Mass is fundamentally important in physics. It leads to the bigger-picture things like suns, our planet and gravity. And to say “long-theorized,” it had been half a century.
The newly discovered subatomic Higgs boson – now confirmed – was the last piece of the puzzle in the Standard Model of physics – humankind’s most proven understanding about what makes up the basic stuff of the universe. It’s the furthest extension of what we all learn in middle school – that things are made of molecules, which are made of atoms, which are made of protons, electrons, etc.
The Higgs boson is associated with the Higgs field, which has been described as a kind of universal, invisible molasses. Imagine a stone (an elementary particle) dropping into a bucket of it. It picks up “mass” passing through it, but a few particles don’t.
For Baer, the University of Oklahoma’s Homer L. Dodge professor of high energy physics, laboratory confirmation of the particle was great news. More importantly, the boson’s mass fell within a narrow range predicted by his specialization – supersymmetry physics.
If the Higgs boson’s mass had been outside that range (for the record, roughly 125 gigaelectronvolts), it could have overturned more than 25 years of his work and his co-authored, post-graduate textbook, “Weak Scale Supersymmetry: From Superfields to Scattering Events.” Cambridge University Press published it based on Baer’s record as a leading theorist in the field. “My book would have been out to sea,” he said.
Born in the 1970s, supersymmetry theory competes among several others to build upon where the Standard Model mathematically falls apart. It’s the leading candidate for the next big thing in particle physics.
The Standard Model, for example, can’t fully account mathematically for the effects of gravity and doesn’t explain the known phenomenon of dark matter, a mysterious material in the cosmos that makes up most of the universe’s mass.
Supersymmetry, however, builds on the Standard Model and predicts a range of new matter/particle states, such as squarks and leptons, known as superparticles, that could augment the Standard Model’s shortcomings, if proven by experiment.
Baer and associate professor Chung Kao are the two theoretical physicists at OU’s Department of Physics and Astronomy. In prior work, Baer and collaborators developed the first computer code to reliably predict what supersymmetric matter might look like in particle collider experiments.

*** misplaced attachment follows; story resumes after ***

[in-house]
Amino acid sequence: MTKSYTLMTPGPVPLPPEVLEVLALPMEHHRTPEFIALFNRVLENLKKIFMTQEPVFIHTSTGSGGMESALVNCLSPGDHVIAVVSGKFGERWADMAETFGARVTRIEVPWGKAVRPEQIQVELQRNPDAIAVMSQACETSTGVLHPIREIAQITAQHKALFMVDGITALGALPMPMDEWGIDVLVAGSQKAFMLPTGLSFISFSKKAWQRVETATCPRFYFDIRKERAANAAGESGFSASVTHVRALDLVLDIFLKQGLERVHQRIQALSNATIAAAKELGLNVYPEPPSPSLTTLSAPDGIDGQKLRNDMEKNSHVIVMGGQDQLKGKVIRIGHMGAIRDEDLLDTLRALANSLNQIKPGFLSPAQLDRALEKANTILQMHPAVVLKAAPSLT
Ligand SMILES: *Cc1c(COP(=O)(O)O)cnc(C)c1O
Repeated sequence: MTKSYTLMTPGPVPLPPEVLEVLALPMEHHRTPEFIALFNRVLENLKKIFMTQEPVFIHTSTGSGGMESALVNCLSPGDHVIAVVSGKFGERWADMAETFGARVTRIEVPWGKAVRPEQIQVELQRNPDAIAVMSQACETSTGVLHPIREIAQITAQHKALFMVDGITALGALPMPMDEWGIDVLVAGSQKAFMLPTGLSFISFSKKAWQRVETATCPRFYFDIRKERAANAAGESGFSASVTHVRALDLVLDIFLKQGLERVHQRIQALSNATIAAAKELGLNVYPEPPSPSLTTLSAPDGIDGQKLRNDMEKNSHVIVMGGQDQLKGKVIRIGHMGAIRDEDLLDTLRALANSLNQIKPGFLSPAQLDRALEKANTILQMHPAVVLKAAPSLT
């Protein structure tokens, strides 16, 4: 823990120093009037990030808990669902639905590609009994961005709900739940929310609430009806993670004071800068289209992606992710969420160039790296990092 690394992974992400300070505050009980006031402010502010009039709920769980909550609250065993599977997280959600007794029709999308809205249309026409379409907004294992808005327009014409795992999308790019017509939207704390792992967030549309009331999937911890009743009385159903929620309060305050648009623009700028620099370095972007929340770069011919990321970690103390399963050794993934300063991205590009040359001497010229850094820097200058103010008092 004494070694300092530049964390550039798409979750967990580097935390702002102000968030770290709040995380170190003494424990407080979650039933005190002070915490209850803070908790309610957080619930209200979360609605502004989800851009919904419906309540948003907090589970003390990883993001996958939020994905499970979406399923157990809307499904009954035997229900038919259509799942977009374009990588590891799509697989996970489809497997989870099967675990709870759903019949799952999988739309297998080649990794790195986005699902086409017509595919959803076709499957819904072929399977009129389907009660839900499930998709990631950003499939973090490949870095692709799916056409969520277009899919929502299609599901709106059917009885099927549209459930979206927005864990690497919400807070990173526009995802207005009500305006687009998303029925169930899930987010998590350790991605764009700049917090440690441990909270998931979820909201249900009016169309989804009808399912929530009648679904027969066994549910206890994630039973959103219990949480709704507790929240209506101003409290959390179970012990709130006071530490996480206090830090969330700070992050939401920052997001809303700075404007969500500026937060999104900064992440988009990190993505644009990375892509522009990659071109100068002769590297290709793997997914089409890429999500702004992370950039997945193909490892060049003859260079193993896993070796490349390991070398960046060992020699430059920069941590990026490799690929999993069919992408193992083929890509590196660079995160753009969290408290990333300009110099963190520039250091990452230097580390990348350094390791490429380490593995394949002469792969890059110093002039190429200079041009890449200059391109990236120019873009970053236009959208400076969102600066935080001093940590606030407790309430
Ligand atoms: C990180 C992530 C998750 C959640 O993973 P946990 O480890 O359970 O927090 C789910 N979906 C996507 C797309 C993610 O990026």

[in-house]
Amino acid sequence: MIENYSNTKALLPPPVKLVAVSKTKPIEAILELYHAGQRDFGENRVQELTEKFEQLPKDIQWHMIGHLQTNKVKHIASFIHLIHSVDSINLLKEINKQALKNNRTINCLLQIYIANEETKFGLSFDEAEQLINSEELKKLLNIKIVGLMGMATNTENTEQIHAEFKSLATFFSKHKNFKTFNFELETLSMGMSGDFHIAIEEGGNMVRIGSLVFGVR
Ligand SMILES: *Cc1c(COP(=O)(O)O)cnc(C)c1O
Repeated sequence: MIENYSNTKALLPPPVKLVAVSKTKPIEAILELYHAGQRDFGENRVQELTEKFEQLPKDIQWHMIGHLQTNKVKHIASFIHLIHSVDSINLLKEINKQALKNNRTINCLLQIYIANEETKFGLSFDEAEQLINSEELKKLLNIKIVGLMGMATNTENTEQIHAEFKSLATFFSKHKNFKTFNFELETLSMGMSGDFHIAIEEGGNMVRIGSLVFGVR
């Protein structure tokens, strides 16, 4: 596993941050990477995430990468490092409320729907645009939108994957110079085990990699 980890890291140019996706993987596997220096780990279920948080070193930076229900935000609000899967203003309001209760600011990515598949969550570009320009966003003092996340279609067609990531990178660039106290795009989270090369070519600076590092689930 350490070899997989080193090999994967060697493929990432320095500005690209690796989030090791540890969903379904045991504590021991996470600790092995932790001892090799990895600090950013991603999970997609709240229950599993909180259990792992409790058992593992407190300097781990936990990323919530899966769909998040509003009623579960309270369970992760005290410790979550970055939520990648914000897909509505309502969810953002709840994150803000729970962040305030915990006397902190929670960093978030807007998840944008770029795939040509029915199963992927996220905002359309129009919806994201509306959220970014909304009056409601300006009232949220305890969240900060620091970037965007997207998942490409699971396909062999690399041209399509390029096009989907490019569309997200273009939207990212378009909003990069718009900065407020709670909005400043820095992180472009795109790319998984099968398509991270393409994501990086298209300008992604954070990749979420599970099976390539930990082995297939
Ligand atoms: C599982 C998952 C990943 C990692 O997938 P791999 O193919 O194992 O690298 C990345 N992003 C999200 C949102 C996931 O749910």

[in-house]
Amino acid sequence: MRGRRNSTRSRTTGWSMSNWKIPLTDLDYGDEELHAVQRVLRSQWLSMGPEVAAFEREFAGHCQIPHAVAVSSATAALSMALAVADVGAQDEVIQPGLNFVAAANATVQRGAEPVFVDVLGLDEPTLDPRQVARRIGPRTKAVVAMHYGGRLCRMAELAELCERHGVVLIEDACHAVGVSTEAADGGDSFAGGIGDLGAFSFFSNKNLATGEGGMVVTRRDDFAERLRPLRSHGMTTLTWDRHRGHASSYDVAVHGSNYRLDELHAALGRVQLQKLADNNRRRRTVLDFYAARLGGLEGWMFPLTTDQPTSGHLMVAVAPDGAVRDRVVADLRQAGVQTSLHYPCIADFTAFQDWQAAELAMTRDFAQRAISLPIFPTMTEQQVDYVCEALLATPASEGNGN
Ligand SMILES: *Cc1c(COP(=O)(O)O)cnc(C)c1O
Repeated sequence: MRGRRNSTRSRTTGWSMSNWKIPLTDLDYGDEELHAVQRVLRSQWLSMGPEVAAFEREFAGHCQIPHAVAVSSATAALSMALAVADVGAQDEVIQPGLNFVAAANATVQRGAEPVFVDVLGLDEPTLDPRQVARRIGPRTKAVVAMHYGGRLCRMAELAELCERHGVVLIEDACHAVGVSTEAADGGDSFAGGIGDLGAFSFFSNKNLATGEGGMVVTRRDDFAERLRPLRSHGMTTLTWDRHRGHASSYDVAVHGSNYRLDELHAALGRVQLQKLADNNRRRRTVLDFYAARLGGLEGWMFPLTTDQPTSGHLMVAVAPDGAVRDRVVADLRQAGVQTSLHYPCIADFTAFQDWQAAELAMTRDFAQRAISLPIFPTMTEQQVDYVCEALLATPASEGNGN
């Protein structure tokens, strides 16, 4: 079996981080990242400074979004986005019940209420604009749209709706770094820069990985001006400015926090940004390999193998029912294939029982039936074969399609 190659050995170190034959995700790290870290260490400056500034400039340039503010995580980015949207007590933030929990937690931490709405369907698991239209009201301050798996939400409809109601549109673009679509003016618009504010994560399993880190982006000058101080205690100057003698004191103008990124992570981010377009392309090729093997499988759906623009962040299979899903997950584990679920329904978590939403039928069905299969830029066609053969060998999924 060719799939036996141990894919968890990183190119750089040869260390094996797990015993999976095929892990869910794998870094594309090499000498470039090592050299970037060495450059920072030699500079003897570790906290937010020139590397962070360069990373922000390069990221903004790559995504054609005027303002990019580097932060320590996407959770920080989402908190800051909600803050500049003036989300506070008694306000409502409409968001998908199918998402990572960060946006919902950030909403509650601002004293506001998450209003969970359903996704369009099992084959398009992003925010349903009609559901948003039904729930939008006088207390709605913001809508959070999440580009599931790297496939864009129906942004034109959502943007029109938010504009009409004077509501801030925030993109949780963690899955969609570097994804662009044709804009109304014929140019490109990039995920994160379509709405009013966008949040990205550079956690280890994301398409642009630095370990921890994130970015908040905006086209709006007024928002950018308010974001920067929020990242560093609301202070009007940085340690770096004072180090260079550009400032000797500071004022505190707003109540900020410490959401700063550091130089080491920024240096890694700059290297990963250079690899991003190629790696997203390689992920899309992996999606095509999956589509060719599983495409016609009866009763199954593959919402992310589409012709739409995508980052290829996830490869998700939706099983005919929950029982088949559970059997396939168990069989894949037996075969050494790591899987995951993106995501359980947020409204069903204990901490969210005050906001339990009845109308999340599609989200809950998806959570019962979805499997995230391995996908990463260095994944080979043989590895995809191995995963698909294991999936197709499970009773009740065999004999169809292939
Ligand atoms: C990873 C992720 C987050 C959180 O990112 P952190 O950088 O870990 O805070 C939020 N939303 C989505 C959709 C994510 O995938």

The physics department is actively involved in the theories and physical experiments behind the multi-billion-dollar particle accelerator in Europe. During the CERN collider’s construction, OU’s experimental physicists built micro-electronics in Norman that became part of Atlas, one of the two most powerful particle detectors at CERN. The instruments were designed to detect particles that can disappear in an instant.
Much like the Standard Model predicted the Higgs boson, supersymmetry theory anticipates a host of new particles that should show up in accelerator collisions. This may be discovered at CERN or elsewhere.
Baer and colleagues are working on a new paper that will propose the concept of “radiative natural supersymmetry” that accounts for the latest experimental data and predicts where superparticles should be found. It’s part of the natural scientific process: experimental data is king, and it’s up to theorists to explain the data through mathematical models and to predict the outcome of future experiments.
Baer was drawn to physics as a young man growing up in Wisconsin because it held the exciting promise of the “deepest level of knowledge that’s available to humanity.”
“We try to take it a step at a time and push back the frontiers,” he said, sitting in a chair behind an office desk with multiple layers of scattered papers. “In my lifetime, we’re not going to know the ultimate theory. But we may learn that supersymmetry exists and that would be huge. It is in a sense shocking that humans can conceive of nature at its most fundamental level, while many of those conceptions become verified by actual data.”
Pramode Verma: Hiding Secrets
Secret codes make the information society go ’round. They keep your medical records private when they fly through the Internet, and make sure you’re the only one who knows the balance of your bank account.
How’s that work? Encryption is the tool that turns computer data into secrets. It jumbles the data, twisting readable information into gibberish. It can only be made useful again by the holder of the right computer “key” to unlock it.
The problem is that all data encryption methods are based on mathematical formulas. So, given enough time and computer power, anyone can snatch the key. That goes not only for identity thieves, but for data miners trying to heist a corporation’s competitive advantage or international spies sleuthing for military secrets.